The acts of vengeance are violent and, I suppose I may as well be honest here, gratifying. And many of the flashback scenes to the ghettos and camps are troubling and brutal. But then things go too far in weirdly opposite directions. The series breaks from reality in ways that are grotesque, to the point that it is borderline offensive. And then it whips back to silly and “fun” sequences, to “Saturday Night Live”-like comedy sketches introducing new characters (“Chabad-asses? Come on) or with like graphics flying around the screen looking like a 70s cop show.
An early specific example of something “too much,” yet is key to the plot, is a sequence set at Auschwitz in which a sadistic officer discovers one of the prisoners is a chess master. After losing to him in a match he clears out a field, collects other Jews, and lays them out like a living chessboard. The terrorized genius is forced to call moves out, and when pieces are taken, they are forced to slice the carotid arteries of the other stand-in.
It’s a fairly typical horror movie sequence but, honestly, weren’t the crimes of Auschwitz enough? Do you have to dress up Auschwitz of all places with silly exploitation movie tropes? And if you do want to go that route, how are we supposed to take the other would-be touching scenes at the camps seriously? The air is out of the balloon.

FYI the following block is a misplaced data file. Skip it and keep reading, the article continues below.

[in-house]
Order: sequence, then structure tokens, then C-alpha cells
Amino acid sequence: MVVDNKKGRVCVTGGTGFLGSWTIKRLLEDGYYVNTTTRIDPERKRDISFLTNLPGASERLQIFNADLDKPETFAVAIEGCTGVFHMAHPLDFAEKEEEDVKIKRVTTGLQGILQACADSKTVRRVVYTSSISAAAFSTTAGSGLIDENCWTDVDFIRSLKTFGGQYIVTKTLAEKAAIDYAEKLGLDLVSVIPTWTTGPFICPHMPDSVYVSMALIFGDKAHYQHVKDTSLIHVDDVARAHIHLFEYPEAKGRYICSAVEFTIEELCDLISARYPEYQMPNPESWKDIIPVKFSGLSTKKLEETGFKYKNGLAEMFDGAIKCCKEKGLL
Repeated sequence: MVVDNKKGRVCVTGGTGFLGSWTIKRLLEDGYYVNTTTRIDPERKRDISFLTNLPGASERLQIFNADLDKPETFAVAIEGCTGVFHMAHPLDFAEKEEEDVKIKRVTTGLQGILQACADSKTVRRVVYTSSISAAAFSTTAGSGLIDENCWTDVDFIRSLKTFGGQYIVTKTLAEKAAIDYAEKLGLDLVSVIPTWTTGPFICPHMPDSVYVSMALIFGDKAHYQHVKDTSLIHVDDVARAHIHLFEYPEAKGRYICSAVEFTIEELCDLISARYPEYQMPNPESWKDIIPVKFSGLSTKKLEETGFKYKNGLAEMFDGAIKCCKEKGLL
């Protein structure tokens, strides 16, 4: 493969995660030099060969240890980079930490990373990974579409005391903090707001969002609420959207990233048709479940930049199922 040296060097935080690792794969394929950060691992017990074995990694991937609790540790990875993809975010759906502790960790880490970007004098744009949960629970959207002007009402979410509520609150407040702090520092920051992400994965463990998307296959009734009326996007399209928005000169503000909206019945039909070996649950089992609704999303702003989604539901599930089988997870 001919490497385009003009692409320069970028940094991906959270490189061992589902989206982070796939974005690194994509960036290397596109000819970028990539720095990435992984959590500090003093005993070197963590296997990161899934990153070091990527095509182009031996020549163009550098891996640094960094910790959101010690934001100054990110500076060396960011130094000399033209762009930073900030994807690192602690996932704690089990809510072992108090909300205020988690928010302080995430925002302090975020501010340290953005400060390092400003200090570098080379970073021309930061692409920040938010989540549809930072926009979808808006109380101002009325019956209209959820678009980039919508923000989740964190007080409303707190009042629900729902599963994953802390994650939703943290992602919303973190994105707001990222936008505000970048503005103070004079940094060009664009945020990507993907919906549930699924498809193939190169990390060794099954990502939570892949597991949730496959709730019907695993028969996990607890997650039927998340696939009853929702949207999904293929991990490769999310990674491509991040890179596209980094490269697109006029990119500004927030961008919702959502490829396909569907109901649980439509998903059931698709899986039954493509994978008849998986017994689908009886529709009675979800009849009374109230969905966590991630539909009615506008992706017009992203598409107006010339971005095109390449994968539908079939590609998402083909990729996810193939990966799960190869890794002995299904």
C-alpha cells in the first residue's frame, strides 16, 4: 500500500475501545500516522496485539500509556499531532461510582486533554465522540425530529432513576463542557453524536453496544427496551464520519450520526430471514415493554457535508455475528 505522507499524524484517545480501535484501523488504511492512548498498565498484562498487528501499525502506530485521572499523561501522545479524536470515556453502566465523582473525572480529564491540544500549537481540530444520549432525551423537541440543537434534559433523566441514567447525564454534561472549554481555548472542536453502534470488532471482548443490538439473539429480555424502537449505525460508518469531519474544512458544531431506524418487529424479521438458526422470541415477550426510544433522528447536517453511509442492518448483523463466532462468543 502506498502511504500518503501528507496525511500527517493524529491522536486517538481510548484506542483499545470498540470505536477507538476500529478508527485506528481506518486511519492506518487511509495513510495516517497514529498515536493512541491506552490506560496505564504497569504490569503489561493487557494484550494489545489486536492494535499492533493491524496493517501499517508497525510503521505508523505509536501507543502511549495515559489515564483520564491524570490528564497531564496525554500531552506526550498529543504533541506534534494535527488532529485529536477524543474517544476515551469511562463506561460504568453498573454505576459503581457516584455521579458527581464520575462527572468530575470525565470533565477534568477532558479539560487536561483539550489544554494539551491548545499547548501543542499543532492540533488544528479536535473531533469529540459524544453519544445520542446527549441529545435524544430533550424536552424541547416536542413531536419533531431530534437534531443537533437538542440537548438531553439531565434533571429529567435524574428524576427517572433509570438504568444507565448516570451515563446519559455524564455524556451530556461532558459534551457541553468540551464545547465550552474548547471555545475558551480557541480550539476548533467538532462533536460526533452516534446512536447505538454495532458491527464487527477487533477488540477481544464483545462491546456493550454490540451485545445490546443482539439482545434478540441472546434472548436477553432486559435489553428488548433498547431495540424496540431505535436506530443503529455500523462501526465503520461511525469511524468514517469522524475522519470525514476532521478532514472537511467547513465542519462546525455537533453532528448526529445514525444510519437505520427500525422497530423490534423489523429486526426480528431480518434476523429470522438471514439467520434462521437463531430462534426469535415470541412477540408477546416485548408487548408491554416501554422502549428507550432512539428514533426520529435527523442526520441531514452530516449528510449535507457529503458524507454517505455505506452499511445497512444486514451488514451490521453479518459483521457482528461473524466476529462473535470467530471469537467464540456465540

Despite this misstep (and others like it) “Hunters” has no shortage of finely-observed Jewish moments. Carol Kane and Saul Rubinek are part of the team (gadgets experts) and each of their scenes are funny and tender. One of their children has died (it’s a little vague how) and Rubinek has rejected religion while Kane still has faith. A rabbi visits their home and the plate of black and white cookies they offer is a nice touch.
There’s plenty else that’s crafty, too, like the Hunters trapping one of their victims in a glass shower that suddenly resembles Adolf Eichmann’s booth during his trial in Jerusalem. Or calling their fake plumbing company “Abraham and Sons.”
Then there’s the whole storyline that we might wish was far-fetched, but unfortunately isn’t: recalling just how rife with Nazis NASA was during the space race, and how willing the American government was to ignore their crimes against humanity in the drive to get to the moon. “Hunters” got me Googling about Hubertus Strughold, who performed heinous medical torture experiments on human subjects at Dachau. NASA later dubbed Strughold “The Father of Space Medicine” and gave an annual award in his name UP UNTIL SEVEN YEARS AGO.
With half the season left, I’m definitely curious enough to see how things end up. I’ll keep watching. A whole secondary plot involving an FBI agent on their tail will, I suspect, take a twist, and she’ll probably end up joining their cause. There are also other members of the group whose backstories we haven’t gotten to yet.
I can’t deny that Al Pacino shouting in his inimitable fashion about Jewish persecution “from Masada to Munich!” has a certain charm. I will, however, keep in mind not to take any of it too seriously. “The Torah is the ultimate comic book!” Pacino barks at one point. And, as with most comic books, they can be a little childish.